Sugar is a good slave but a very taxing master. Sugar is one of the main sources of energy or fuel for the body. Now, our body extracts sugar from the meals we have. Sugar can be carbohydrates which is a complex form of this stimulating source or just plain sugar. It is rather interesting to note that our body always keeps a buffer stock of sugar in the liver. This vital storehouse of sugar is called glycogen. This storage of sugar provides ready backup of sugar during exigencies when the body badly needs to look for sugar reinforcements. Mention may be made of some really trying times as too much of physical labor or during long periods of fasting. Further, the body releases the requisite additional quota of sugar via a complex biochemical procedure. This method is known as gluco-neo-genesis. Its simplest meaning is to produce new sugar. What is more, the process changes the glycogen into sugar.
So we see how important sugar is for our body. Hypoglycemia happens whenever the body fails to regulate or supply such emergency sugar reinforcements. These problems appear due to malfunctioning of our pancreas. During such times, the natural capacity of the body to produce insulin gets affected. Our body’s blood sugar level is automatically kept under control by insulin. This hormone secreted by the pancreas carries out the job by lowering the blood sugar level the moment it crosses the danger stage. In a normal human being, the pancreas is the sentinel ever on vigil against the attacks of excessive blood sugar. The method is akin to the radiator fan in your car which starts automatically whenever the engine gets heated up beyond the requisite level.
Hypoglycemia is intimately connected with the typical metabolic ailment known as Diabetes mellitus. The ailment, diabetes, can definitely be kept under control but cannot be cured by the modern-day medications. It is a medical state that is chronic. In simple words, diabetes or hypoglycemia remains a person’s lifetime mate.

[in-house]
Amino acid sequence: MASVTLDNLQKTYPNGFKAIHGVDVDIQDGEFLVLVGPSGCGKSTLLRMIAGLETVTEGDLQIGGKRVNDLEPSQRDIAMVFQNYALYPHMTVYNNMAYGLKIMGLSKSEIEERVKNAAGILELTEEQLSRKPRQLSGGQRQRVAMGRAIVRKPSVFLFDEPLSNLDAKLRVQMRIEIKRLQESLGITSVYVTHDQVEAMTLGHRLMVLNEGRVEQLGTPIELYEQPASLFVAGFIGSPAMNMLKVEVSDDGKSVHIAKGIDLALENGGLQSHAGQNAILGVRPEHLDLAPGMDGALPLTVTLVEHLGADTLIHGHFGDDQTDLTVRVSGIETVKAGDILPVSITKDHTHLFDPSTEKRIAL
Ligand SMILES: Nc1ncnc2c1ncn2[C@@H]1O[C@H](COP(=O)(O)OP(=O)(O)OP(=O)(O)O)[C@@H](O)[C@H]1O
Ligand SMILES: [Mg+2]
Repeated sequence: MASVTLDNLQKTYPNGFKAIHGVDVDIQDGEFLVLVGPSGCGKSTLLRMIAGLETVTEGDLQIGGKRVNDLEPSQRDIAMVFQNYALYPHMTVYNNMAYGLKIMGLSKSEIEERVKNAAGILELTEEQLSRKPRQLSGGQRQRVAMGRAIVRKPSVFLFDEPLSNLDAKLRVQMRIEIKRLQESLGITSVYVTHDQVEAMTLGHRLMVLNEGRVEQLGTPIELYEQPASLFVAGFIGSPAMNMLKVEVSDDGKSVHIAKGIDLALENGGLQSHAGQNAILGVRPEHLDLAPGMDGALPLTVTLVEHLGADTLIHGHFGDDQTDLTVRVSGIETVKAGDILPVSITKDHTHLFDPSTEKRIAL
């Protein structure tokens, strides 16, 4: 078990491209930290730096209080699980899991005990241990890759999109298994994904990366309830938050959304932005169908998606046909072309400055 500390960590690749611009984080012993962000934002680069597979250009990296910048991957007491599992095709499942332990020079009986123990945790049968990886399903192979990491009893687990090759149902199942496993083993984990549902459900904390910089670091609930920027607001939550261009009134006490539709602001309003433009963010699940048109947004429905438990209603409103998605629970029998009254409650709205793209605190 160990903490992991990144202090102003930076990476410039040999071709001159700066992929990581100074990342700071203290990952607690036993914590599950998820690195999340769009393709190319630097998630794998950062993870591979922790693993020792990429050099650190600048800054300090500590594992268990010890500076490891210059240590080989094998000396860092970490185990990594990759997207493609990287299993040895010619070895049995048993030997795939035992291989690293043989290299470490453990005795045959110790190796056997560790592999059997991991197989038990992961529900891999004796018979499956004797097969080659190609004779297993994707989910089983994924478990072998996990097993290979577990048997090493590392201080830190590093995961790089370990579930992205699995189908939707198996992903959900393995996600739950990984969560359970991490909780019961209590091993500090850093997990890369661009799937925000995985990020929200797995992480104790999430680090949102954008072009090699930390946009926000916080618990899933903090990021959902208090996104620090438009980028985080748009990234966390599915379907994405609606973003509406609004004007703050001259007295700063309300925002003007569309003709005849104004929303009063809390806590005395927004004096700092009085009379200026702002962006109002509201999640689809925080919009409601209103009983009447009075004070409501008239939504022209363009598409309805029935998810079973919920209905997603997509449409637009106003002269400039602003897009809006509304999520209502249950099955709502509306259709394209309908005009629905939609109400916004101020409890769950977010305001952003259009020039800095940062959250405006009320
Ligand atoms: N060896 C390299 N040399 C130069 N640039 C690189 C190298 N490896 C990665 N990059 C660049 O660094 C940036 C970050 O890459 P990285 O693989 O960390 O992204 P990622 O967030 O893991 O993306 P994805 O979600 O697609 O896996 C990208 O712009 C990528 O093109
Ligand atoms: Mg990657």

The diabetics usually posses high levels of sugar in their blood stream. Incidentally in the good olden days, diabetes was initially identified with ‘sweet urine’ and too much loss of muscles. Such sweet urine is the result of hypoglycemia when the body produces glucose more than its requirement. What is more, the excess glucose gets circulated in the blood. Only when the pancreas is functioning normally can its insulin hormone control the high level of blood sugar.
Patients suffering from diabetics (Types 1 and 2) complain of hypoglycemia. A person suffering from hypoglycemia generally encounters problems in controlling the blood sugar level. This again results because that person’s pancreas failed to either produce the sufficient quantity of insulin or totally failed to produce any insulin. The consequence is hyperglycemia.
There are many causes of hypoglycemia. Diabetics undergoing long periods of fasting can have hypoglycemia. This happens because their levels of insulin circulate fast. And, the fasting phase suddenly brings down this high circulating level. Moreover, certain drugs can also trigger off hypoglycemia. Even those persons who have inbuilt resistance to insulin may complain of hypoglycemia. Hypoglycemia can be caused also by certain tumors which produce insulin. Such tumors are called insulinomas.